Herschel finds warm water on red giant star
Astronomers using ESA's Herschel Space Observatory have observed water vapour being formed somewhere
it was previously thought to be impossible: in the atmosphere of a red giant carbon star. The scientists
used data from the SPIRE and PACS instruments, which made it possible not only to detect water vapour by
its "wavelength fingerprint" but also to measure its temperature. The PACS spectrometer has been developed
by a consortium of institutes led by the Max Planck Institute for Extraterrestrial Physics.
CW Leonis is a red giant star in the constellation of Leo, a star at the end of its lifetime that -
although it is only a few times the mass of the Sun - has expanded to hundreds of times its size. It
is the brightest star in the sky when observed in the infrared, but barely detectable at visible wavelengths.
The red giant carbon star CW Leonis as seen by the PACS and SPIRE cameras on board Herschel. The star
itself is too bright to be seen well, but it is releasing material in a violent stellar wind, some of
which is seen in a 'bow shock' to the left of the star in this image. Observations with the PACS and
SPIRE spectrometers have shown that water vapour is being formed deep down near the surface of the star;
a place where it was previously thought to be impossible. This means that the stellar wind must be much
more 'clumpy' than previously thought, with some regions having a much weaker wind than others. This
allows ultraviolet light from interstellar space to reach the deeper, warmer regions and trigger the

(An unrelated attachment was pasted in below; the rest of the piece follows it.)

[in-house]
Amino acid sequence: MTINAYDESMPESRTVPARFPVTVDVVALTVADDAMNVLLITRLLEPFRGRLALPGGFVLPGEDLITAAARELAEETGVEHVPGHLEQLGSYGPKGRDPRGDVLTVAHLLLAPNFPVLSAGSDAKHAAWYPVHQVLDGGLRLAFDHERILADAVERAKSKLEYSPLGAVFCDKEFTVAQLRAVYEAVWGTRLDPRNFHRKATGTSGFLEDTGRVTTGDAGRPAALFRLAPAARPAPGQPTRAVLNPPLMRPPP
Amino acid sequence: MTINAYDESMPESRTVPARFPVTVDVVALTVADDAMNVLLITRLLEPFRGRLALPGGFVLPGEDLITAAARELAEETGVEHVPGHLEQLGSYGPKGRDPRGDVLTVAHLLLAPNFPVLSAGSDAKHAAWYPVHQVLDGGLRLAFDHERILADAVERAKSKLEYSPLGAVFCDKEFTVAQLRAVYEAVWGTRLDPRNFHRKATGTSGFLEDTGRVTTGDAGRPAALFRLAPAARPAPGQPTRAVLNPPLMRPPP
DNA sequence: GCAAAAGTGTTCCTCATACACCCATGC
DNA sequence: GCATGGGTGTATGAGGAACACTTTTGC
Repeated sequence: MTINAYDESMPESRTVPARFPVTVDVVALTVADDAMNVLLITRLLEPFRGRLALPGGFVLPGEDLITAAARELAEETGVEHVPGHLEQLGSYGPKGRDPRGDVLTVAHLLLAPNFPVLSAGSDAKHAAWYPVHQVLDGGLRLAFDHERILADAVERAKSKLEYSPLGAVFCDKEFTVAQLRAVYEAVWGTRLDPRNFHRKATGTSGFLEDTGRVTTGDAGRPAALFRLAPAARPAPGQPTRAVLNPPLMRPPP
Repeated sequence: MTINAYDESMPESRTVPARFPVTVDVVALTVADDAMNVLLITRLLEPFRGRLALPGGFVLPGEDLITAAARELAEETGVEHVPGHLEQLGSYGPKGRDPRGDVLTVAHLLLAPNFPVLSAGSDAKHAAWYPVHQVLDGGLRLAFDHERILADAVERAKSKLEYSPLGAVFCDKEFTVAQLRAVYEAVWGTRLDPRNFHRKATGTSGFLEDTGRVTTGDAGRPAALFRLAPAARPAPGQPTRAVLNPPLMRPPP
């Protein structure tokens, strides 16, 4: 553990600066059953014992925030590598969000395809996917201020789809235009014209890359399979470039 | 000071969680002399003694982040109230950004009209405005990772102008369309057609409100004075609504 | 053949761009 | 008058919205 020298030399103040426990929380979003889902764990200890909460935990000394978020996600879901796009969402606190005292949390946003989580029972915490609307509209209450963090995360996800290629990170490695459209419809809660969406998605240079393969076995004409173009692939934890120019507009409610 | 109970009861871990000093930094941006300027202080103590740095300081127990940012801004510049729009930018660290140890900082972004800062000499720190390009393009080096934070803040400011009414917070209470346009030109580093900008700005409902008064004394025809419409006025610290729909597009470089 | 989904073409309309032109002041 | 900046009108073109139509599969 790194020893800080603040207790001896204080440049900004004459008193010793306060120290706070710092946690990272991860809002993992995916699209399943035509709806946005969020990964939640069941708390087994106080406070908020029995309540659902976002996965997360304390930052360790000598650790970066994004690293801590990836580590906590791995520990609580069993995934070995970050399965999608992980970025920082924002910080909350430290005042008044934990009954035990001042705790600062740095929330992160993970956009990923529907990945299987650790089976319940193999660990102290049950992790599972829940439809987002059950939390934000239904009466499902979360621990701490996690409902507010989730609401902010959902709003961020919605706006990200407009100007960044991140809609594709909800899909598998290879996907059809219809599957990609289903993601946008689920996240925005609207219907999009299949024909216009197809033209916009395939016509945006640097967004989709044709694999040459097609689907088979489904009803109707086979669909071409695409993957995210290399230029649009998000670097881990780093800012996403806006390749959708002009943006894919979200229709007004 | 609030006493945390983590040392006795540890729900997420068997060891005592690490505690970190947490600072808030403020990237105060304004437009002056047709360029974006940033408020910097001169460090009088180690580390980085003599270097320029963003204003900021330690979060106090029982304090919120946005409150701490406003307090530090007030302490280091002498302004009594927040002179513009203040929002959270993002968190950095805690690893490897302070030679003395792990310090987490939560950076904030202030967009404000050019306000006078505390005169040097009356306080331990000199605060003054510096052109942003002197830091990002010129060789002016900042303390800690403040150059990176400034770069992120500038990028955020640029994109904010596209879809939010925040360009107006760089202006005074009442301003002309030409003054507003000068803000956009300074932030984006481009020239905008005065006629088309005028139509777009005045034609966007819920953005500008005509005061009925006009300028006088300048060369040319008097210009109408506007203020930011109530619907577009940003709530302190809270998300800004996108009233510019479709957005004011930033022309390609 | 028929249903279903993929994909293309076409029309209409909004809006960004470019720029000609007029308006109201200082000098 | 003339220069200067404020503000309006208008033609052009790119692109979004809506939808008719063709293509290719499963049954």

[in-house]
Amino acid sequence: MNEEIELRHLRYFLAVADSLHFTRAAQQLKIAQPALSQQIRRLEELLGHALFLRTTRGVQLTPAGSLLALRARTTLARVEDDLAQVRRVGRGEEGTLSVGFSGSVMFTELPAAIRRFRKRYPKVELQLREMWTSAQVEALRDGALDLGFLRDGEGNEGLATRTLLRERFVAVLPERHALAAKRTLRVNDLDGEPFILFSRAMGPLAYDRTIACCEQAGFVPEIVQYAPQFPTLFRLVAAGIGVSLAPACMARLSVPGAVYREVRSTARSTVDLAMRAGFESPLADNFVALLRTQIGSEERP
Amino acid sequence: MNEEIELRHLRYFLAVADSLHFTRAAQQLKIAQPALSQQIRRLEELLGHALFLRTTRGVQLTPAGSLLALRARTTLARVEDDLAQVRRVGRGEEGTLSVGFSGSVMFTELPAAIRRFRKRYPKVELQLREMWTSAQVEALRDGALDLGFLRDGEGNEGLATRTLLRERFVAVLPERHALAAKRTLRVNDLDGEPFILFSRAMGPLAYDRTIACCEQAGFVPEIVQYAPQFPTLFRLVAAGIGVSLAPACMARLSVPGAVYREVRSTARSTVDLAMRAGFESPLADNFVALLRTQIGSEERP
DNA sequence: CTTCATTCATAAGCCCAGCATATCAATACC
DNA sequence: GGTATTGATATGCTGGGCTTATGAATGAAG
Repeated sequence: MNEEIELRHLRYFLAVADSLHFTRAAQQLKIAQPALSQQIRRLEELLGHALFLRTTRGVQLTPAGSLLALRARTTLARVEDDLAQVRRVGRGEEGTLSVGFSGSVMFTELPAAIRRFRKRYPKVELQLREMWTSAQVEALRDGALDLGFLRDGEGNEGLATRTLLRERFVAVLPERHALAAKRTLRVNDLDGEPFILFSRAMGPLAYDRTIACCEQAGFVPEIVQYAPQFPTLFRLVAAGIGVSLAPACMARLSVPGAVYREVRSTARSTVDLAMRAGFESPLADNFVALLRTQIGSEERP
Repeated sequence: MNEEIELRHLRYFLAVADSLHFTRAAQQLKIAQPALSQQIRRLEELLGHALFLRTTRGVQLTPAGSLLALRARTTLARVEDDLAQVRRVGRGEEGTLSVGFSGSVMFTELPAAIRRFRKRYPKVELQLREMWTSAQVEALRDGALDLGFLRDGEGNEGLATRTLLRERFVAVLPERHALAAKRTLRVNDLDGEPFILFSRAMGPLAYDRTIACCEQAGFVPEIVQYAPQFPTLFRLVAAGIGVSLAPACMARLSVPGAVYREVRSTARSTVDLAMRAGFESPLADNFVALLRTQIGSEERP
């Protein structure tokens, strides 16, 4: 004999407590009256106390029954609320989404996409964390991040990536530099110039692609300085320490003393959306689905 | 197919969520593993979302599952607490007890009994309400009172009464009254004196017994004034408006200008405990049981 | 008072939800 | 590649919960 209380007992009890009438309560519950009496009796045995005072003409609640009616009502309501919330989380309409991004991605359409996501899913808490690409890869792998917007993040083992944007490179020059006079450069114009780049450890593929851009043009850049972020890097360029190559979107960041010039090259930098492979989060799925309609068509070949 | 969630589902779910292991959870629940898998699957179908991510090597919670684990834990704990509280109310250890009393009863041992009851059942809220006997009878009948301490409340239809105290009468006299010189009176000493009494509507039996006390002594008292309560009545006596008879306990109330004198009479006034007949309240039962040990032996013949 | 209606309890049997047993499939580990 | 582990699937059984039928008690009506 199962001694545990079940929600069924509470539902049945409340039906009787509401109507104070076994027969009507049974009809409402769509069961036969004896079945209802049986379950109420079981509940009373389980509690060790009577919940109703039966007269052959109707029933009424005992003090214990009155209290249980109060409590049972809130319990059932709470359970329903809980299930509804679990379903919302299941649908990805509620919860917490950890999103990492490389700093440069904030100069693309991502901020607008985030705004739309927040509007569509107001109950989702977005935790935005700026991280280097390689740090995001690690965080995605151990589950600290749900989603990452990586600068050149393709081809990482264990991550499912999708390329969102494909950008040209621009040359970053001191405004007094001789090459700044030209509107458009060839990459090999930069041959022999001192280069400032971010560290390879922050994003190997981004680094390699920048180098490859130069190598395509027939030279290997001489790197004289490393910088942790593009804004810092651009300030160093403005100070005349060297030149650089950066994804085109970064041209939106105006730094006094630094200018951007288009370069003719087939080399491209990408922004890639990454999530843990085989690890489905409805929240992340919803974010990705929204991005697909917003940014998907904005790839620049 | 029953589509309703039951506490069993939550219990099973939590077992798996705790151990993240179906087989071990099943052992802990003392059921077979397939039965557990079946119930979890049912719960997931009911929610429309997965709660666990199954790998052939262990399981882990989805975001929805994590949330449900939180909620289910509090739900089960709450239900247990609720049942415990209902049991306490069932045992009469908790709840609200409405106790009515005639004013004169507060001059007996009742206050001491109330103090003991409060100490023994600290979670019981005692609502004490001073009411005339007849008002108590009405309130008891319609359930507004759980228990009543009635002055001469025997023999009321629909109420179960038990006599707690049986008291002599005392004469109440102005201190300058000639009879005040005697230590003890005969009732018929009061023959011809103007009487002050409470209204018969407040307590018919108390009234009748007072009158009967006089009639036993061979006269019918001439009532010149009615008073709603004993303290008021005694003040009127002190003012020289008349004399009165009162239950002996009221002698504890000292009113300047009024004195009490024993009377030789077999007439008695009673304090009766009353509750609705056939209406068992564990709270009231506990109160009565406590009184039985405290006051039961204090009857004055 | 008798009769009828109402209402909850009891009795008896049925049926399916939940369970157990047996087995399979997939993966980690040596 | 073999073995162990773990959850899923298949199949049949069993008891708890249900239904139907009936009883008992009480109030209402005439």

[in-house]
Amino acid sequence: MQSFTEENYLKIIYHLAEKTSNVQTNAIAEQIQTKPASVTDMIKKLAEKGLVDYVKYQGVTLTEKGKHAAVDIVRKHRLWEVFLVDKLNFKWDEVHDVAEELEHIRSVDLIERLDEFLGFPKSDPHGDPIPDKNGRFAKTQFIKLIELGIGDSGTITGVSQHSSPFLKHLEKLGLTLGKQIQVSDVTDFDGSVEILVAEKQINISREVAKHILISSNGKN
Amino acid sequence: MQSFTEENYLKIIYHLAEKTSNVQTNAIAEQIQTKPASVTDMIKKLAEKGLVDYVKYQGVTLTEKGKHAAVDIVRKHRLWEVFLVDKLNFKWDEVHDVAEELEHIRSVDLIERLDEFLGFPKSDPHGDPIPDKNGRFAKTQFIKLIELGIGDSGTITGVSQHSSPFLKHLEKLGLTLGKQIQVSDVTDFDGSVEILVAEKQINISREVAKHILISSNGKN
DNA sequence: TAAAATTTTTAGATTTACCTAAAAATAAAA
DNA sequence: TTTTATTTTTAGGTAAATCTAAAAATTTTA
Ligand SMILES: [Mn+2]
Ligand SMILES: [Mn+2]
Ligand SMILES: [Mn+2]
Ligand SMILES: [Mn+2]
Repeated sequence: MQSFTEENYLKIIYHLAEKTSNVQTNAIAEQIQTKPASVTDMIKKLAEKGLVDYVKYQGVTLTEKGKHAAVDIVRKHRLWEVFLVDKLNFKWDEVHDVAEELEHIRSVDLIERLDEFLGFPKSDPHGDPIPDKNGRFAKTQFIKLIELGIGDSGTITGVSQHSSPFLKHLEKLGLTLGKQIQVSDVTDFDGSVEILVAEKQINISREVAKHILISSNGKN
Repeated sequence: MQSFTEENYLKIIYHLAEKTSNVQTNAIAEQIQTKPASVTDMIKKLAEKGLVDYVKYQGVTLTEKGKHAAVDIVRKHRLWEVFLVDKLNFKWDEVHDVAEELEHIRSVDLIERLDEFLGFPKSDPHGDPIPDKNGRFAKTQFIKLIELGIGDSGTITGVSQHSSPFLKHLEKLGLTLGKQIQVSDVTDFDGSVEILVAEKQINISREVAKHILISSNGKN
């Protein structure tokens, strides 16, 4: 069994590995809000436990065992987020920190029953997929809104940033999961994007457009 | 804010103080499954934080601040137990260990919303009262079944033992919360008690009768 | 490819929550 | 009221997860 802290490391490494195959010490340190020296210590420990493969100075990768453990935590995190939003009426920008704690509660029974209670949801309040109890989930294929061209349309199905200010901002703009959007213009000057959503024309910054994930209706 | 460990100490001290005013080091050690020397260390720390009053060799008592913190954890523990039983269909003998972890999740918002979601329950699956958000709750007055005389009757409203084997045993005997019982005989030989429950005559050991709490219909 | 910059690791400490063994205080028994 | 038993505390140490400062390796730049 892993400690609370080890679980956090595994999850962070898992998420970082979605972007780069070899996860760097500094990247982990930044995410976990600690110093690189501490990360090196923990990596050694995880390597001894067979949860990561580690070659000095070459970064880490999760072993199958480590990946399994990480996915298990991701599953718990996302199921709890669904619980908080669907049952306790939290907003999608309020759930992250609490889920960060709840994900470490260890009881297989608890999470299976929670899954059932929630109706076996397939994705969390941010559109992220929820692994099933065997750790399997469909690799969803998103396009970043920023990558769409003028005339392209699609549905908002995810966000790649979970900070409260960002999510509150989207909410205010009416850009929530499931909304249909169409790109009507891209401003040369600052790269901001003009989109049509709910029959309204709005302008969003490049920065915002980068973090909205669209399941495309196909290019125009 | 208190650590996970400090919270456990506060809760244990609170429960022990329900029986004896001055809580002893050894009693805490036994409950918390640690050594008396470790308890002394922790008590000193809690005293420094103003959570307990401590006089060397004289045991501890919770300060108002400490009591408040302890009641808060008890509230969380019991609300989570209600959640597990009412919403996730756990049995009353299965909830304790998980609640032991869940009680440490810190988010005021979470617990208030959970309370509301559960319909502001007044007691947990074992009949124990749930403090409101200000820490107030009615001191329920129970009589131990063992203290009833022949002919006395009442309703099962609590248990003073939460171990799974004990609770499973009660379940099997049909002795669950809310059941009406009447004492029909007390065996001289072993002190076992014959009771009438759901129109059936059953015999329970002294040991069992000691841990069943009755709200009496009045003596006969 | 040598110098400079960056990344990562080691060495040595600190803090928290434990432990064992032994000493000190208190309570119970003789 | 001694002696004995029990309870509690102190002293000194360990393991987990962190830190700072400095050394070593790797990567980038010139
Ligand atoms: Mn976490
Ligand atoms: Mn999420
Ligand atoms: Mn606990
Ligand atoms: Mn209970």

creation of water vapour.
Credit: ESA / SPIRE & PACS
The star is classified as a 'carbon-star', as much of the carbon produced by nuclear fusion reactions deep
inside the star has ended up in the outer layers of the star's atmosphere. With so much carbon in its atmosphere
almost all of the oxygen should be locked up in carbon monoxide (CO), meaning that there should be no water (H2O)
present. However, in 2001 the Submillimeter Wave Astronomy Satellite (SWAS) detected emission from CW Leonis at a
particular wavelength, which shows the existence of water vapour. A possible origin proposed was that the stellar
wind was releasing water molecules from a cloud of icy comets around the star.
However, Herschel has detected the definitive signature of water at many more wavelengths, and it is now possible
to establish the temperature of the water vapour. It is emitting at temperatures up to 1000 degrees, implying
that the water vapour is distributed throughout the stellar wind, including deep down near the surface of the
star itself. The model of the stellar wind interacting with a distant icy comet cloud must now be replaced by
one in which the water vapour is being created by previously unsuspected chemical processes. These processes
include reactions which are triggered by ultraviolet radiation. The ultraviolet light breaks up the carbon
monoxide, releasing oxygen atoms that can then react with hydrogen to form water molecules.
The only possible source of the ultraviolet light is interstellar space, but this would normally be blocked
by the material flowing from star. It was already known that the stellar wind is 'clumpy', and the Herschel
results have now shown that some regions around the star must be almost empty. These empty regions allow the
ultraviolet light to reach the deepest layers of the star's atmosphere and initiate the chemical reactions
that produce the water.
Warm water vapour in the sooty outflow from a luminous carbon star
L. Decin, M. Agúndez, M. J. Barlow, et al.
Nature 467, 64–67 (2010)
Institute for Astronomy of the Katholieke Universiteit Leuven, Belgien